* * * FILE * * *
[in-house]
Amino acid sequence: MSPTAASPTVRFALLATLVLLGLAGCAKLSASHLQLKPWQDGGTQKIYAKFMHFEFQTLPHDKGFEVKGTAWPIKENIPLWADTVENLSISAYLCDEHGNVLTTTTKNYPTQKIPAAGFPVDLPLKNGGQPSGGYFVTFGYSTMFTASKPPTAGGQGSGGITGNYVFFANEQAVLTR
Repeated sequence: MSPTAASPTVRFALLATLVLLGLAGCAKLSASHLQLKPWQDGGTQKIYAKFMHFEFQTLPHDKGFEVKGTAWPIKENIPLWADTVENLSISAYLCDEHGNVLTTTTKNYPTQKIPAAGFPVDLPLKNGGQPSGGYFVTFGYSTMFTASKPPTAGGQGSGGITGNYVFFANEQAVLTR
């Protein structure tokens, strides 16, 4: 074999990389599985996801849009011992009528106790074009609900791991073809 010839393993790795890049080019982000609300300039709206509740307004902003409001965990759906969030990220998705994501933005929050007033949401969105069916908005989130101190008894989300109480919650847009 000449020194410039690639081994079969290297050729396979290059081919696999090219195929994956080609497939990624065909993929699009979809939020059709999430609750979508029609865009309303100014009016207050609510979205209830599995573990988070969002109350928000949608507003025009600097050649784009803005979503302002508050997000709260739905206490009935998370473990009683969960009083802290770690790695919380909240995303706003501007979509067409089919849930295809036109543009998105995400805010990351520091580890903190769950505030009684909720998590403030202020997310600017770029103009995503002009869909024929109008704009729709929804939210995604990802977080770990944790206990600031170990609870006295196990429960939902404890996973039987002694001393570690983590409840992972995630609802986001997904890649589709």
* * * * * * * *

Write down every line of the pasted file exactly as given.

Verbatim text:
[in-house]
Amino acid sequence: MSPTAASPTVRFALLATLVLLGLAGCAKLSASHLQLKPWQDGGTQKIYAKFMHFEFQTLPHDKGFEVKGTAWPIKENIPLWADTVENLSISAYLCDEHGNVLTTTTKNYPTQKIPAAGFPVDLPLKNGGQPSGGYFVTFGYSTMFTASKPPTAGGQGSGGITGNYVFFANEQAVLTR
Repeated sequence: MSPTAASPTVRFALLATLVLLGLAGCAKLSASHLQLKPWQDGGTQKIYAKFMHFEFQTLPHDKGFEVKGTAWPIKENIPLWADTVENLSISAYLCDEHGNVLTTTTKNYPTQKIPAAGFPVDLPLKNGGQPSGGYFVTFGYSTMFTASKPPTAGGQGSGGITGNYVFFANEQAVLTR
């Protein structure tokens, strides 16, 4: 074999990389599985996801849009011992009528106790074009609900791991073809 010839393993790795890049080019982000609300300039709206509740307004902003409001965990759906969030990220998705994501933005929050007033949401969105069916908005989130101190008894989300109480919650847009 000449020194410039690639081994079969290297050729396979290059081919696999090219195929994956080609497939990624065909993929699009979809939020059709999430609750979508029609865009309303100014009016207050609510979205209830599995573990988070969002109350928000949608507003025009600097050649784009803005979503302002508050997000709260739905206490009935998370473990009683969960009083802290770690790695919380909240995303706003501007979509067409089919849930295809036109543009998105995400805010990351520091580890903190769950505030009684909720998590403030202020997310600017770029103009995503002009869909024929109008704009729709929804939210995604990802977080770990944790206990600031170990609870006295196990429960939902404890996973039987002694001393570690983590409840992972995630609802986001997904890649589709």